As product release dates are central components of retail marketing strategies, those managing the procurement process need to ensure items are operable when they arrive to market.
Manufacturing delays and mishaps can offset distribution, in turn causing disappointment among consumers. If a new item is set to be unveiled in October 2014 but won't arrive in select stores until the following month, there's a fair chance sales may suffer.
Apple may encounter just such a setback. According to Reuters, the reputed software and hardware manufacturer is working frantically to assess a critical screen glitch that may postpone the iPhone 6's September 9 media event. This particular model is anticipated to have a wider display than its predecessors - the iPhone 5S and 5C.
Two Apple suppliers informed the source that the backlight illuminating the screen had to be redesigned. In an effort to create a thinner screen, Apple blueprinted the iPhone 6 to possess one layer of backlight film. As a result, the display wasn't as bright as the manufacturer hoped it would be, obligating Apple to revamp the smartphone to fit an additional layer of film.
What's to be learned?
It's unlikely that Apple's initial iPhone 6 prototype didn't coincide with its designers' expectations, but there's no way of validating this assertion. Product teams are typically a collection of professionals specializing in disparate fields, which can cause confusion if department organization isn't employed.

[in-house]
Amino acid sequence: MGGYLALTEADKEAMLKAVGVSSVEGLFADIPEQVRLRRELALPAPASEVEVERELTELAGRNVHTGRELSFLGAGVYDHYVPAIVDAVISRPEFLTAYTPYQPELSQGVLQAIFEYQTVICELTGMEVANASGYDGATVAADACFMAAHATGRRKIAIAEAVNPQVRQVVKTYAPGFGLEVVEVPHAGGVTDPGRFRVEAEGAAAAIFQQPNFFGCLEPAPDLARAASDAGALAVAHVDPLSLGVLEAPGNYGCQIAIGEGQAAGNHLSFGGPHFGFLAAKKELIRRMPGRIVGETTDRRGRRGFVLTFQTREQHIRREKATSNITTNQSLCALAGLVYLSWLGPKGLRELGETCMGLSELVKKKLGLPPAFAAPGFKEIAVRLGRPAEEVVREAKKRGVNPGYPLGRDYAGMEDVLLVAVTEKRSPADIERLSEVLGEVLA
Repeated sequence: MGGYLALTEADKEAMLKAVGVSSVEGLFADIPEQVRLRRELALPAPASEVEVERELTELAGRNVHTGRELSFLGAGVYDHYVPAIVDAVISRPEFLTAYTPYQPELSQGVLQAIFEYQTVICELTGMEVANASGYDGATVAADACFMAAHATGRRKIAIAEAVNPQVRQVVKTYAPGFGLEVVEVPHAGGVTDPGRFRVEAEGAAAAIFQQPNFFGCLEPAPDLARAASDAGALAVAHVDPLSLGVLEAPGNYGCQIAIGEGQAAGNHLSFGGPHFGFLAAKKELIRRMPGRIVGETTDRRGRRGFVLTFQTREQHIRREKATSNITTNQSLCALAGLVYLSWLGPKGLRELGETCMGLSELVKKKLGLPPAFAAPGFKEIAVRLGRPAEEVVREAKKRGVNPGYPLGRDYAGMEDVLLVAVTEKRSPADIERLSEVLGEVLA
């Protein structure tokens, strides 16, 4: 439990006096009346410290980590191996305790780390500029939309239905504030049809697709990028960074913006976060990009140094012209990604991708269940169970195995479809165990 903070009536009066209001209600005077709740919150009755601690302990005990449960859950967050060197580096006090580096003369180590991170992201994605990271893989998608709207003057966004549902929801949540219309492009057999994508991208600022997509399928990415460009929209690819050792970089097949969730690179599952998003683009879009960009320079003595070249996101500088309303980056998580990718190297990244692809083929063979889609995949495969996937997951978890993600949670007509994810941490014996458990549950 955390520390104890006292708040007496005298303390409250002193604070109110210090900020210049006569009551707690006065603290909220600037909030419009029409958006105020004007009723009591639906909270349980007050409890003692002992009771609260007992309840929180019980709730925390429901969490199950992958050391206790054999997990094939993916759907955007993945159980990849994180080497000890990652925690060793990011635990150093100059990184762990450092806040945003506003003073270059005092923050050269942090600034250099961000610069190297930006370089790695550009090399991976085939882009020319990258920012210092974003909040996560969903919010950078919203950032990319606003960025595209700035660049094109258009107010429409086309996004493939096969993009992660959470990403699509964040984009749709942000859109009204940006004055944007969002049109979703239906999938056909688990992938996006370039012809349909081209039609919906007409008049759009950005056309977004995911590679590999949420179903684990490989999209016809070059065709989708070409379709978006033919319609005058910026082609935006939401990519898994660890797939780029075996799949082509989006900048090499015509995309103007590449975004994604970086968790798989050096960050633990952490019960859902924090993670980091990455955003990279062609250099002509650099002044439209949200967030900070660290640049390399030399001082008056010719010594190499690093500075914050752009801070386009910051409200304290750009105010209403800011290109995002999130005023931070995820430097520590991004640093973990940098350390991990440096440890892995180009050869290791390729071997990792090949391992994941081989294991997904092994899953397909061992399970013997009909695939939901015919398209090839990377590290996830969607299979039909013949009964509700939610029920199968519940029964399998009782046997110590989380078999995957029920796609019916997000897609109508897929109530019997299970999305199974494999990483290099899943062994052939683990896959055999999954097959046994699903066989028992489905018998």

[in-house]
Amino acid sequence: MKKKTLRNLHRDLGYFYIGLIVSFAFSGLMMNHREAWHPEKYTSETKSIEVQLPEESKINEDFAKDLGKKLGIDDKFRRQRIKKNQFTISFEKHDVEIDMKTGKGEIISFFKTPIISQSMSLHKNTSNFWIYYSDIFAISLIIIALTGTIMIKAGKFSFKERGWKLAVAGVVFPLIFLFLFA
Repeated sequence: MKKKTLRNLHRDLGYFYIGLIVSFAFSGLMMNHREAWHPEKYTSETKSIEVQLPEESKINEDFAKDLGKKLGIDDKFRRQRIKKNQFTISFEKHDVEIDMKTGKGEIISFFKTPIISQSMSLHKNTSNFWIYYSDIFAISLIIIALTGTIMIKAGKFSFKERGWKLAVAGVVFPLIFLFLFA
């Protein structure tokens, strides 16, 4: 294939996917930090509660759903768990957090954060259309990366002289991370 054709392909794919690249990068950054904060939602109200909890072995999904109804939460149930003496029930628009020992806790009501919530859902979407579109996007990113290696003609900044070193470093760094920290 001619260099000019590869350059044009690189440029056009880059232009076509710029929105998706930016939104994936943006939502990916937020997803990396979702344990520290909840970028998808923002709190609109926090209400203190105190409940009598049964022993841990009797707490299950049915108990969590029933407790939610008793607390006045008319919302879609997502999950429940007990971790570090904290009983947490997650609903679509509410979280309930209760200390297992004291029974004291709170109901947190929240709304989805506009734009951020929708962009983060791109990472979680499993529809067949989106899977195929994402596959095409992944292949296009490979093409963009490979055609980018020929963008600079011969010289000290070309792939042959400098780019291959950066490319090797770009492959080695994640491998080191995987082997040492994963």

Yet, one still can't turn away from supplier relationship management concerns. In this regard, Apple actually did a fantastic job of making the most out of an unfavorable situation. Tight, comprehensive communication between blueprinting specialists in headquarters and manufacturers across the globe was maintained, allowing the company to implement changes swiftly.
The manufacturer's input
What defines a strong supplier connection? Supply Management spoke with Planning Perspectives CEO John Henke, who authored a report titled "OEM Profitability and Supplier Relations." The general sentiment is that greater profits can be achieved when production companies are regarded as partners as opposed to simply sources.
"It doesn't matter what business you're in," Henke told the source. "If you want to maximize the opportunity to make a profit it is absolutely important that you develop the best possible relationships you can with your suppliers."
For instance, if Company A spends more time communicating and collaborating with Manufacturer C than Company B, Manufacturer C will likely keep Company A informed on the best hardware. From there, designers can integrate such implementations into their products, improving quality and therefore customer opinion.